Presentation on theme: "Evaluation Utahs Early Hearing Detection and Intervention Program of Karl R. White, PhD National Center for Hearing Assessment and Management Utah State."— Presentation transcript:
Evaluation Utahs Early Hearing Detection and Intervention Program of Karl R. White, PhD National Center for Hearing Assessment and Management Utah State University
The Status of Early Hearing Detection and Intervention in the United States Karl R. White, PhD National Center for Hearing Assessment and Management Utah State University
Data Collection (June / July 2002) Questionnaires completed by : 35 of 42 hospitals 86 physicians 171 parents of babies who: passed the inpatient screen (n=84) referred on inpatient and passed outpatient (n=66) referred on both inpatient and outpatient (n=21) Analysis of HI*TRACK for 1999, 2000, and 1 st 6 months of 2001 Site visits to 4 hospitals
Evaluation Results for…. Universal Newborn Hearing Screening Appropriate and Timely Diagnosis of the Hearing Loss Prompt Enrollment in Appropriate Early Intervention A Medical Home for all Newborns Culturally Competent Family Support Effective Tracking and Follow-up
Newborn Hearing Screening All Utah hospitals have universal newborn hearing screening programs. Hospitals screen 98% of all live births (mostly by health care assistants, LPNs, or nurses) Only about 88% of babies pass screening prior to hospital discharge (little improvement in last 3 years) 25% of physicians think that less than 60% of babies in Utah are screened.
Newborn Hearing Screening (continued) Only 54% of newborn hearing screening coordinators have some time dedicated specifically to the hearing screening program. Less than 70% of babies who need outpatient screens complete them (little improvement in last 3 years)
Efficiency of Early Hearing Detection and Intervention in Utah (6 mos) (n=43,547) (n=46,771) (n=23,307) Inpatient Refer Rates (state average) 85.2%85.5%87.5% 10 most effective hospitals 92.8%93.4%93.7% 10 least effective hospitals 70.7%63.4%74.4% Outpatient completion (state average) 70.1%67.1%68.3% 10 most effective hospitals 94.5%95.9%94.7% 10 least effective hospitals 45.3%52.9%58.08% Reported Completion of Diagnostic 133 of of of 110* Evaluations (state average) 37.3%43.4%40% % of babies who complete Diagnostic 33 of of of 41* Eval & have permanent hearing loss 24.8%39.4%29.3% Number of babies still in process *only 3 months worth of data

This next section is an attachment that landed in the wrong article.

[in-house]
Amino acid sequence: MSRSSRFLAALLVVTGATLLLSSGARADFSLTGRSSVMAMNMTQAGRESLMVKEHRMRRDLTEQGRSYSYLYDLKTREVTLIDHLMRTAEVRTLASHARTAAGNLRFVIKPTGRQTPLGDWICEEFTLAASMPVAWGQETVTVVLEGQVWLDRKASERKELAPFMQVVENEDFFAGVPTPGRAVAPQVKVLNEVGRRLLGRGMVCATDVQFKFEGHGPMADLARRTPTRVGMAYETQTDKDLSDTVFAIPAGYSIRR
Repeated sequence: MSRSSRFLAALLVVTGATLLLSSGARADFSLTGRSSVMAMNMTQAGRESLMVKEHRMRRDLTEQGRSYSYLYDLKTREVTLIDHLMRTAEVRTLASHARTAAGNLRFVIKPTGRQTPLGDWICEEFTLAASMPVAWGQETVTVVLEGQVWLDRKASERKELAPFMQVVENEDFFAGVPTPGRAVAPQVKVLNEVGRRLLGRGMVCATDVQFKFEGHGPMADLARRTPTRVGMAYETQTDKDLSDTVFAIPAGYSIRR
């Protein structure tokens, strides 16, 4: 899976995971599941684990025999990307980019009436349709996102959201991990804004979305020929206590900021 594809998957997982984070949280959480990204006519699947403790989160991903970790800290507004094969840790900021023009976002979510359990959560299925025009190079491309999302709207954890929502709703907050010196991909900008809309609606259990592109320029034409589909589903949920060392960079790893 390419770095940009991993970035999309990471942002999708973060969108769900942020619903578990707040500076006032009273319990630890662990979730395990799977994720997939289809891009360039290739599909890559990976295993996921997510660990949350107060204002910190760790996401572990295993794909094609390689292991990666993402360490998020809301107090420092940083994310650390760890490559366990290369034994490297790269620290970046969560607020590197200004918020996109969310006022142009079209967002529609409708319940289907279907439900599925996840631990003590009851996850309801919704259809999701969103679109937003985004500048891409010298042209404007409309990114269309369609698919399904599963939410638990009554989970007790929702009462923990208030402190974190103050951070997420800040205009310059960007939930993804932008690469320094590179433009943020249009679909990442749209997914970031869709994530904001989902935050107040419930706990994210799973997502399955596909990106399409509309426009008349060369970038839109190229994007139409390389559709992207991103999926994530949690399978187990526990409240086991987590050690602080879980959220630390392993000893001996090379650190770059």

Diagnostic Evaluations Should be Completed by 3 Months of Age In an office visit with a baby who didnt pass the final screening test, 90% of physicians say they refer for a diagnostic evaluation ASAP. 21% of physicians think that definitive hearing tests cant be done until a baby is 3 or more months old.
Complete Diagnostic Evaluations by 3 Months of Age (continued) Many programs (20%) do no follow-up after referring to the physician For babies who do not pass the final screening test, only about half of parents are given names of audiologists or referred to their physician.
Enrolled in Appropriate Intervention by 6 Months of Age Only 63% of programs keep track of whether babies with hearing loss are enrolled in Early Intervention programs Many program coordinators dont know what EI options are available 48% of physicians dont realize babies can be fit with hearing aids before 6 months of age
All Newborns Should Have a Medical Home All physicians were aware that their hospital had a UNHS program and thought it was valuable Most program coordinators report that they know who the primary care physician is for babies who do not pass Only 37% of physicians think their hospital does a good job of educating physicians about EHDI programs and most would like more information
Babies Diagnosed with Hearing Loss Are Not Referred to Some Medical Specialists As Often As Desired Assume a newborn for whom you are caring is diagnosed with a moderate to profound bilateral hearing loss. If no other indications are present, would you refer the baby for a(n): Always or Often Ophthalmological evaluation21.6% Genetic evaluation38.2% Otolaryngological evaluation94.0%